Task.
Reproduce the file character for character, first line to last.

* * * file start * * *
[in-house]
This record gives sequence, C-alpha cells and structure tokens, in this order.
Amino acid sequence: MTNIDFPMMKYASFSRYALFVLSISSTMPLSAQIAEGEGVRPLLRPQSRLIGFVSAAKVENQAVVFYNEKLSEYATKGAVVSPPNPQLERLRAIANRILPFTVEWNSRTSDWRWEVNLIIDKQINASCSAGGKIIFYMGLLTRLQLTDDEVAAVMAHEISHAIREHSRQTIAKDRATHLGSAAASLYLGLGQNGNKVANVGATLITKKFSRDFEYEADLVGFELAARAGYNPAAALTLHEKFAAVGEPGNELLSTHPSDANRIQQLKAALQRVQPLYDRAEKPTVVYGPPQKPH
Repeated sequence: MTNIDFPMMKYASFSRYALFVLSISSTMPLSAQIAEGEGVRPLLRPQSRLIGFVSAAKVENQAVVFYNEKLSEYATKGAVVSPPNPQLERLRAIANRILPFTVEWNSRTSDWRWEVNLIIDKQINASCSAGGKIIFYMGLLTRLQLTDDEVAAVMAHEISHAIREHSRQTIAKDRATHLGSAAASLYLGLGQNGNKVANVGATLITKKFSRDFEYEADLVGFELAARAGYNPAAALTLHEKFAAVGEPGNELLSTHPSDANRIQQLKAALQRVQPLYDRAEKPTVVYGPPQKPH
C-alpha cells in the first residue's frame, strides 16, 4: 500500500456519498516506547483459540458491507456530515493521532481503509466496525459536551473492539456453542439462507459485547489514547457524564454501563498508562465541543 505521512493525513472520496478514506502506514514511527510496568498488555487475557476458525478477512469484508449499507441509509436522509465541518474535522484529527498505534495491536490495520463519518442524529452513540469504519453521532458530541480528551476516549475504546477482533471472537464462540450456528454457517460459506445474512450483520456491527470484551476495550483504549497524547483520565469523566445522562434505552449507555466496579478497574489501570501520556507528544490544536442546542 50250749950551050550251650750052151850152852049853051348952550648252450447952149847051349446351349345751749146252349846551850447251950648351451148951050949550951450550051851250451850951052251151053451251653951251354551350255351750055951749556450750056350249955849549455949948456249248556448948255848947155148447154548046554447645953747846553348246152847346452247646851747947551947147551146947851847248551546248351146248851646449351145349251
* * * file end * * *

[in-house]
This record gives sequence, C-alpha cells and structure tokens, in this order.
Amino acid sequence: MTNIDFPMMKYASFSRYALFVLSISSTMPLSAQIAEGEGVRPLLRPQSRLIGFVSAAKVENQAVVFYNEKLSEYATKGAVVSPPNPQLERLRAIANRILPFTVEWNSRTSDWRWEVNLIIDKQINASCSAGGKIIFYMGLLTRLQLTDDEVAAVMAHEISHAIREHSRQTIAKDRATHLGSAAASLYLGLGQNGNKVANVGATLITKKFSRDFEYEADLVGFELAARAGYNPAAALTLHEKFAAVGEPGNELLSTHPSDANRIQQLKAALQRVQPLYDRAEKPTVVYGPPQKPH
Repeated sequence: MTNIDFPMMKYASFSRYALFVLSISSTMPLSAQIAEGEGVRPLLRPQSRLIGFVSAAKVENQAVVFYNEKLSEYATKGAVVSPPNPQLERLRAIANRILPFTVEWNSRTSDWRWEVNLIIDKQINASCSAGGKIIFYMGLLTRLQLTDDEVAAVMAHEISHAIREHSRQTIAKDRATHLGSAAASLYLGLGQNGNKVANVGATLITKKFSRDFEYEADLVGFELAARAGYNPAAALTLHEKFAAVGEPGNELLSTHPSDANRIQQLKAALQRVQPLYDRAEKPTVVYGPPQKPH
C-alpha cells in the first residue's frame, strides 16, 4: 500500500456519498516506547483459540458491507456530515493521532481503509466496525459536551473492539456453542439462507459485547489514547457524564454501563498508562465541543 505521512493525513472520496478514506502506514514511527510496568498488555487475557476458525478477512469484508449499507441509509436522509465541518474535522484529527498505534495491536490495520463519518442524529452513540469504519453521532458530541480528551476516549475504546477482533471472537464462540450456528454457517460459506445474512450483520456491527470484551476495550483504549497524547483520565469523566445522562434505552449507555466496579478497574489501570501520556507528544490544536442546542 50250749950551050550251650750052151850152852049853051348952550648252450447952149847051349446351349345751749146252349846551850447251950648351451148951050949550951450550051851250451850951052251151053451251653951251354551350255351750055951749556450750056350249955849549455949948456249248556448948255848947155148447154548046554447645953747846553348246152847346452247646851747947551947147551146947851847248551546248351146248851646449351145349251